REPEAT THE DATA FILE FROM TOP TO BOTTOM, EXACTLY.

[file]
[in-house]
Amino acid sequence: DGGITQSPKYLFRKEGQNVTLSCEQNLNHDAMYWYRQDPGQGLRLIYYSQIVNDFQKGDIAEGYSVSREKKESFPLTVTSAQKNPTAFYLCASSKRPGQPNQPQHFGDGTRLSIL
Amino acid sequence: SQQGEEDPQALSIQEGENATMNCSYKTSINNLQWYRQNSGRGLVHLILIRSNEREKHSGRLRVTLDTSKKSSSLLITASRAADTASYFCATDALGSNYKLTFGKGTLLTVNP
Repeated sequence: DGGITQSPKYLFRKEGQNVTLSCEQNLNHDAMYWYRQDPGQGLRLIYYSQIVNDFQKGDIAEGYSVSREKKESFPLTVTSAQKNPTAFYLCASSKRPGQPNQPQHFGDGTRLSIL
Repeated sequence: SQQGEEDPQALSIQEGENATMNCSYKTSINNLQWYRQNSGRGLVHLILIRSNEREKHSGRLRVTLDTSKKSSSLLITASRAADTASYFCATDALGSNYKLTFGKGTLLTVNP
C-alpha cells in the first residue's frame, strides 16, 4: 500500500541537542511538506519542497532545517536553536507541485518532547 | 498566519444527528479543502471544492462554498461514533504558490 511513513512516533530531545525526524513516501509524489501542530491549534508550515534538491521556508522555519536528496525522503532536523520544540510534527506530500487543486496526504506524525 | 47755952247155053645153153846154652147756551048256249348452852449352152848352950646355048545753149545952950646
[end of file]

[in-house]
Amino acid sequence: DGGITQSPKYLFRKEGQNVTLSCEQNLNHDAMYWYRQDPGQGLRLIYYSQIVNDFQKGDIAEGYSVSREKKESFPLTVTSAQKNPTAFYLCASSKRPGQPNQPQHFGDGTRLSIL
Amino acid sequence: SQQGEEDPQALSIQEGENATMNCSYKTSINNLQWYRQNSGRGLVHLILIRSNEREKHSGRLRVTLDTSKKSSSLLITASRAADTASYFCATDALGSNYKLTFGKGTLLTVNP
Repeated sequence: DGGITQSPKYLFRKEGQNVTLSCEQNLNHDAMYWYRQDPGQGLRLIYYSQIVNDFQKGDIAEGYSVSREKKESFPLTVTSAQKNPTAFYLCASSKRPGQPNQPQHFGDGTRLSIL
Repeated sequence: SQQGEEDPQALSIQEGENATMNCSYKTSINNLQWYRQNSGRGLVHLILIRSNEREKHSGRLRVTLDTSKKSSSLLITASRAADTASYFCATDALGSNYKLTFGKGTLLTVNP
C-alpha cells in the first residue's frame, strides 16, 4: 500500500541537542511538506519542497532545517536553536507541485518532547 | 498566519444527528479543502471544492462554498461514533504558490 511513513512516533530531545525526524513516501509524489501542530491549534508550515534538491521556508522555519536528496525522503532536523520544540510534527506530500487543486496526504506524525 | 47755952247155053645153153846154652147756551048256249348452852449352152848352950646355048545753149545952950646